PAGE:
I have come across an odd behaviour trying to patch an Oracle Restart environment to 12.1.0.2 January 2019. Based on a twitter conversation this isn’t necessarily limited to my patch combination, there might be others as well. I have used opatchauto to apply patch 28813884 to both RDBMS and GRID homes plus its corresponding OJVM (Java) patch. Before diving into details, this is the environment I have been working with:

Franck Pachot's picture

strace -k (build with libunwind)

strace -k (built with libunwind)

prints the stack trace with the system calls

PostgreSQL is Open Source and you may think that it is not necessary to trace the system calls as we can read the source code. But even there, strace is a really nice tool for troubleshooting a running process.

https://postgreslondon.org/speaker/dmitrii-dolgov/

Little disclaimer here: attaching strace to a running process may hang. Do not use it in production, except when this (small) risk is an acceptable way to troubleshoot a critical problem.

fritshoogland's picture

Getting rid of annoying, repetitive messages in /var/log/messages

The primary source of information regarding any change or issue on a linux system is the /var/log/messages file. I am often annoyed when a linux system is setup in such a way that certain messages are written to syslog with a high frequency swamping the messages file with information that is not important. The reason for my annoyance is that this makes it very hard to actually spot important information because you have to skip through a lot of lines before you find the important information, especially if you do not know for sure if there a message in the first place.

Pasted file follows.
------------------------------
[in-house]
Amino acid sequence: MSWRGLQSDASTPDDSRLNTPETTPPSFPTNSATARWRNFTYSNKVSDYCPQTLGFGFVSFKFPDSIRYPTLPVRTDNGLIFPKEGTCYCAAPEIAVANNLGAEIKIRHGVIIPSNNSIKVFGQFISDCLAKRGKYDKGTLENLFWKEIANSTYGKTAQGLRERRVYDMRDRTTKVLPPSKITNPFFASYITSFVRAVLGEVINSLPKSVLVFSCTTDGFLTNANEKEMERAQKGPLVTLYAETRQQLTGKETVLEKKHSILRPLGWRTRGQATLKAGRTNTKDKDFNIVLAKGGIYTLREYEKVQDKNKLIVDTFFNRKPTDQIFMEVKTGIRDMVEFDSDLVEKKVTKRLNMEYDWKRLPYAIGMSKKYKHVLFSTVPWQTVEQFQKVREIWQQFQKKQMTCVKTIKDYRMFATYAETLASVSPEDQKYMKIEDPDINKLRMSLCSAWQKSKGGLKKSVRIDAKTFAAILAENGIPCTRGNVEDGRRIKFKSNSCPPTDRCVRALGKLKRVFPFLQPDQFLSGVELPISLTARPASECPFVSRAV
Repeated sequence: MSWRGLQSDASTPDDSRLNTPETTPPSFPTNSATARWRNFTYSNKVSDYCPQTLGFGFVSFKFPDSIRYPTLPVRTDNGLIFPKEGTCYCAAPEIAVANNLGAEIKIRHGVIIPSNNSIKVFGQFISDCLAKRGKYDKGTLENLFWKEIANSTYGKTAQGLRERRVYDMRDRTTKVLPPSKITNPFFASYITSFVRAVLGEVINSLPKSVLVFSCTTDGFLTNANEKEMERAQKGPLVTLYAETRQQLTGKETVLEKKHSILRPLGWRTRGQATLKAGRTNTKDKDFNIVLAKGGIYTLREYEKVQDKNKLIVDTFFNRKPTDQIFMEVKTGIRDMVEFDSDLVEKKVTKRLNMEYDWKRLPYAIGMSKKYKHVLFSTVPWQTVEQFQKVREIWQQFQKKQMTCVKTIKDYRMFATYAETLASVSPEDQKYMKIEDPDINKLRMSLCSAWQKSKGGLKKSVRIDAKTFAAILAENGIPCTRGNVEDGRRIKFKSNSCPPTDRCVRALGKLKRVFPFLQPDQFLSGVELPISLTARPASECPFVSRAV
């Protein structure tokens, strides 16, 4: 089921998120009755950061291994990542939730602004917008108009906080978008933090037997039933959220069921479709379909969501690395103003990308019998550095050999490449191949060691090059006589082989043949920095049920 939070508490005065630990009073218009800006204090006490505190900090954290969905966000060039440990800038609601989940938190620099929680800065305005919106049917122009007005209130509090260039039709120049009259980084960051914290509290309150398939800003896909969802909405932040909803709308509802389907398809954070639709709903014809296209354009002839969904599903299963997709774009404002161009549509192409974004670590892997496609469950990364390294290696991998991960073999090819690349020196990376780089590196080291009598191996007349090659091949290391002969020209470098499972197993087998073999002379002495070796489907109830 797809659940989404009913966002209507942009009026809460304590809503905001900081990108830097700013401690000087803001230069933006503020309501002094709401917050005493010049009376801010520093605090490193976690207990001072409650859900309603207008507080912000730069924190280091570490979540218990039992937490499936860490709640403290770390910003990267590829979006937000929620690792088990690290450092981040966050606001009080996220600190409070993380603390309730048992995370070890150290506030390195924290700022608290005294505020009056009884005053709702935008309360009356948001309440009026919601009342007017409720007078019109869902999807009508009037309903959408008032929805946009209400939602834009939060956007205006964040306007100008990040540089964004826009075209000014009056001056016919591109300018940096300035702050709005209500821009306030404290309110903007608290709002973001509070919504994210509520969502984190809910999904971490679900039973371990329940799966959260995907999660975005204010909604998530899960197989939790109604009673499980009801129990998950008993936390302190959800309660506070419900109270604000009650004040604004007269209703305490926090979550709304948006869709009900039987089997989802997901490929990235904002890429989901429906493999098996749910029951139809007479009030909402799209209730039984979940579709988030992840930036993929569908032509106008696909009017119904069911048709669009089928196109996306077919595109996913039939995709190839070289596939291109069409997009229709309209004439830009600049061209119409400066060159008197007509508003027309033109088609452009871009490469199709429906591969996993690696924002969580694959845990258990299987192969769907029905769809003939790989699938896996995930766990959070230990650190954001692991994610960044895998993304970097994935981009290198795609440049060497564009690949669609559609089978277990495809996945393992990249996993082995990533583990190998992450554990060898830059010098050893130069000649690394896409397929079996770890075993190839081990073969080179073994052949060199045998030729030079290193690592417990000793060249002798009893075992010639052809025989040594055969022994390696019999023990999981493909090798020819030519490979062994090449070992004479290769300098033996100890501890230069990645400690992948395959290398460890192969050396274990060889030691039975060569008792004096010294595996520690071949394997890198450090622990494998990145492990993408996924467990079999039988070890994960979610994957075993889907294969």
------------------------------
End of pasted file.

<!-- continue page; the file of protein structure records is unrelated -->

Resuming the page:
Please mind this blogpost is created on a Centos 7 server which uses rsyslog.

There are a couple of ways to manage this. The standard syslog way of managing this is the following, which can be found in /etc/rsyslog.conf:

martin.bach's picture

Learning Kubernetes: persistent storage with Minikube

As part of my talk at (the absolutely amazing) Riga Dev Days 2019 I deployed Oracle Restful Data Services (ORDS) in Minikube as my application’s endpoint. I’ll blog about deploying ORDS 19 in docker and running it on Kubernetes later, but before I can do so I want to briefly touch about persistent storage in Minikube because I saw it as a pre-requisite.

dbakevlar's picture

Linux Scripting, Part III

In the previous blog posts, we learned how to set up the first part of a standard shell script- how to interactively set variables, including how to pass them as part of the script execution. In this next step, we’ll use those to build out Azure resources. If you’re working on-premises, you can use this type of scripting with SQL Server 2019 Linux but will need to use CLI commands and SQLCMD. I will cover this in later posts, but honestly, the cloud makes deployment quicker for any business to get what they need deployed and with the amount of revenue riding on getting to market faster, this should be the first choice of any DBA with vision.

dbakevlar's picture

Remove Files with Force and Other Bad Ideas

Almost every Linux or Unix person has seen the help forum post from a novice looking for an answer to a frustrating problem and the arrogant fool that responds with “Just type in rm -rf / and it will fix the problem.” For anyone who is part of the “do no harm” technical community, this can make us wish for a way to revoke the arrogant fool’s privileges to the internet— permanently.

To prevent automated spam submissions leave this field empty.
Syndicate content